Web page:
Why bother with all these transformers? All it is heater elements. They shouldn't care about 3phase. Why can't you take the heaters out of wye configuratio, put them all in parallel, and run them straight of the single phase service?
     
    #12 likes this.
  10. dt38k

    Thread Starter New Member

    Jul 16, 2012
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    Hi Takao21203

    The REC. called today, I thought they were on their way to check my phase rotation, but this person wanted to know for sure what I was looking for since he was looking at a service call sheet only.
    I filled him in on everything, not positive he didn't get confused but I think he got the most of it.
    #1. I have no issues with my 3 phase power coming into my shop, except I want to know what direction the rotation, phase to phase is.
    Example is:
    Delta triangle, A at top, B at right, C at left.
    Clockwise rotation: AB,BC,CA / C' clockwise rotation: AC,CB,BA
    I don't know what it does, but there is a difference, and a big difference when there is a lot of power like coming into a sub station.

    REC. is going to send me a schematic on my 3 phase system and I will share it with the forum, ( I will need help on how to rotate the page so you don't have to view it by twisting your neck)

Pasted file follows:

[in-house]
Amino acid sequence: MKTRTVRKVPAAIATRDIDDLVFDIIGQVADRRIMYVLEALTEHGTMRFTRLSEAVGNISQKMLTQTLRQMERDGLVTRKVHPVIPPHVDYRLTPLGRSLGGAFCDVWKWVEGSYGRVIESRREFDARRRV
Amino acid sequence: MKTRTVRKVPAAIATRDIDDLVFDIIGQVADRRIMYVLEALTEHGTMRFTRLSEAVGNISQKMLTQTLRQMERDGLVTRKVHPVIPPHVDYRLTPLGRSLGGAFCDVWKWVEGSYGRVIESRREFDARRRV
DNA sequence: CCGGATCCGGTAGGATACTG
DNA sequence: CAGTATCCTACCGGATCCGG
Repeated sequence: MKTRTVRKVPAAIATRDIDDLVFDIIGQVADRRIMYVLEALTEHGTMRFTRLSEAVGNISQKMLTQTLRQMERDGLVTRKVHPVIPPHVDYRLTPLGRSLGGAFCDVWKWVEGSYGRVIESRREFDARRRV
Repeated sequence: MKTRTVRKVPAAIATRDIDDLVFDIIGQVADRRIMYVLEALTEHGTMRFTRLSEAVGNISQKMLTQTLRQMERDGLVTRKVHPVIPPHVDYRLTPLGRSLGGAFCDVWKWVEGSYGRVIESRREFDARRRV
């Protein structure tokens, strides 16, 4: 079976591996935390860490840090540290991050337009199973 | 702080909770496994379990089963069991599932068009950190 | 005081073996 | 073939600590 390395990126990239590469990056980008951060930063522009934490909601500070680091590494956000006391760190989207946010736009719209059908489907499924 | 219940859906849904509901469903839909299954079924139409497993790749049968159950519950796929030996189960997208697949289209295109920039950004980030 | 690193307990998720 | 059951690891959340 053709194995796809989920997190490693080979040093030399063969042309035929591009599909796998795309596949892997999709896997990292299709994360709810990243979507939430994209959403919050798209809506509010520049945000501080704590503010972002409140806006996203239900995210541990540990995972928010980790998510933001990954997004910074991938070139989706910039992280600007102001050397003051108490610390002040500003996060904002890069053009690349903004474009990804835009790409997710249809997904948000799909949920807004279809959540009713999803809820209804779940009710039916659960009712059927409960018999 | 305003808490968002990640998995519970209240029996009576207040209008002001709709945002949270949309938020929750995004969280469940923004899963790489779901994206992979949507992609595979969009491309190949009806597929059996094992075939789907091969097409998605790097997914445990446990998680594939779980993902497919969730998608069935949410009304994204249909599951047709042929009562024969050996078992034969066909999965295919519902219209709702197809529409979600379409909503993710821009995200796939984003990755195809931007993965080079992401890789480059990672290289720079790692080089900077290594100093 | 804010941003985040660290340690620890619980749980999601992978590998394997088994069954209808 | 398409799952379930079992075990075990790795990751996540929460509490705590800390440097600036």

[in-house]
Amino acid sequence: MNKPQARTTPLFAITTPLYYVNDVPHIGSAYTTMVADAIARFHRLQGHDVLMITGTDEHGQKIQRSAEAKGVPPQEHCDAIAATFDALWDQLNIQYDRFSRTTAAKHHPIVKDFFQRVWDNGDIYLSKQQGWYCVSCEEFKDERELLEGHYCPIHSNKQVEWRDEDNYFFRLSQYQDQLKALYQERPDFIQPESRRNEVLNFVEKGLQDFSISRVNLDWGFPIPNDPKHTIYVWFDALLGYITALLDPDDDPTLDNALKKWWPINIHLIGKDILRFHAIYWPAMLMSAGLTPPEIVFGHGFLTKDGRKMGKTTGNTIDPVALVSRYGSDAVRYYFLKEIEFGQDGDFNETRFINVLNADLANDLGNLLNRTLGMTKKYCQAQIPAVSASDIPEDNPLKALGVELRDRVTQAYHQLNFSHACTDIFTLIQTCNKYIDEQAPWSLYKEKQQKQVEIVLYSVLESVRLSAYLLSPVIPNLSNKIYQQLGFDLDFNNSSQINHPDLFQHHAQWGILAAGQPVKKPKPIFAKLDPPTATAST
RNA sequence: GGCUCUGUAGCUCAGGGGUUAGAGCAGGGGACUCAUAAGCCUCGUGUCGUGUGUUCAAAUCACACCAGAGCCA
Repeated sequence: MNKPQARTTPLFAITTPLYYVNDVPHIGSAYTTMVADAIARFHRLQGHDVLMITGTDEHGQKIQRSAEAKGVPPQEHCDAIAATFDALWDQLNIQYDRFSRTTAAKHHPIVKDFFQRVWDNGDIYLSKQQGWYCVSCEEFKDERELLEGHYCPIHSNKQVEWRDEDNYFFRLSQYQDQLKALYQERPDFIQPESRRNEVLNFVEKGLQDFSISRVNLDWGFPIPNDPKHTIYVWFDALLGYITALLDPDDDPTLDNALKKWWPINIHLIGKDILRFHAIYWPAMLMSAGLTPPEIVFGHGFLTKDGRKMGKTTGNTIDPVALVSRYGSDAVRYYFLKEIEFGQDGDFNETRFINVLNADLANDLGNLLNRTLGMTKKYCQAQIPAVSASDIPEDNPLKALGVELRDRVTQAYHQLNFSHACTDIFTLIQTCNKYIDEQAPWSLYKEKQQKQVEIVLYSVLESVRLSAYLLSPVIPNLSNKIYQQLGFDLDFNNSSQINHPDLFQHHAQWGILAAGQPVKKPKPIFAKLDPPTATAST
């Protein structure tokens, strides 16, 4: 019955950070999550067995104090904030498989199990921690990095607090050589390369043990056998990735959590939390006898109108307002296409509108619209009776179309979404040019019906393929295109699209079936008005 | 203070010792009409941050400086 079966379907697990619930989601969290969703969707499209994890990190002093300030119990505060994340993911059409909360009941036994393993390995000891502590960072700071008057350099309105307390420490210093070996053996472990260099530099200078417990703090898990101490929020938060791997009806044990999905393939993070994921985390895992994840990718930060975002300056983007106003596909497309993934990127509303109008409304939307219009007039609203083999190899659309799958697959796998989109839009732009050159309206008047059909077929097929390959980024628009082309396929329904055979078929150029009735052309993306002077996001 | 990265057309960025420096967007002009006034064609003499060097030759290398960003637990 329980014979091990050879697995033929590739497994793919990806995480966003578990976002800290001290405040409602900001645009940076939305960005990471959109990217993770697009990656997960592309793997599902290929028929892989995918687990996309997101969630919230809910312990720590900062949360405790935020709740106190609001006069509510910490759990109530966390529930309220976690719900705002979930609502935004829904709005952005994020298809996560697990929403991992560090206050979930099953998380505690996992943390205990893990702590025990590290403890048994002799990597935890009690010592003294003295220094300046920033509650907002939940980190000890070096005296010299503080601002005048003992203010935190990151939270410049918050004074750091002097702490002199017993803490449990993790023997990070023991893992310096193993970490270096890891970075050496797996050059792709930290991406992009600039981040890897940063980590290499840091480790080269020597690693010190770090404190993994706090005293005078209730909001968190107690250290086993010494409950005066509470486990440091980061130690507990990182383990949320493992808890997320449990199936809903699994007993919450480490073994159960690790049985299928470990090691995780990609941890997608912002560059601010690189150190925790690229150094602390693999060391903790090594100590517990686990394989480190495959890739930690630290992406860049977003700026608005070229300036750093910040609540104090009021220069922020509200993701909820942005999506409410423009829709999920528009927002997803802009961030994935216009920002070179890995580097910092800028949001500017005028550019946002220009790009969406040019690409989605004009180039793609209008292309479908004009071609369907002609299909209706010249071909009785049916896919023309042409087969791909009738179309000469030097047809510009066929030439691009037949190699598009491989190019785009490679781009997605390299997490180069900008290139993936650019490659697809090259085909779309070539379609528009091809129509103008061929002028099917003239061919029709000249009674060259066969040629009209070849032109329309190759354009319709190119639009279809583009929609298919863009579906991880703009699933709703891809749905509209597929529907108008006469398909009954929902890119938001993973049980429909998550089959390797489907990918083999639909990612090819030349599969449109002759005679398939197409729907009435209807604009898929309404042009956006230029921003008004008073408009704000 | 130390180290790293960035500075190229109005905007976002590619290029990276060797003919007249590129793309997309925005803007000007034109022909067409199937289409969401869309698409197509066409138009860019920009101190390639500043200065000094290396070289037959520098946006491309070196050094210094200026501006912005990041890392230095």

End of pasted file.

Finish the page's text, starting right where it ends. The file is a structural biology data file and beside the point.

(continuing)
Basically, two primary wires come underground from a higher voltage run that is on a main secondary highway, about 1,000 feet behind my property to 2 outside transformers.
    One wire feeds into a 15kva transformer, the second into a 25kva transformer, and they call this an open bank, (one missing) 3 phase power system.
    These primary wires are not the run of the mill, they are huge and carry some serious voltage.
    The cost was $3,500, 7 years ago when copper prices were down and I could go a lot bigger on the transformers if I ever would need more power, like big cnc machines with 25-50 hp motors.
    When the wires from these two transformers enter my shop, I have 4 separate pairs of wires, 2 black, 2 taped blue, 2 taped orange, 2 taped white.


    #2
    No, I never lost any 15A fuses, it was 30A fuses from the first disconnect that brings power to the Delta/Delta transformer.
    My first three tests: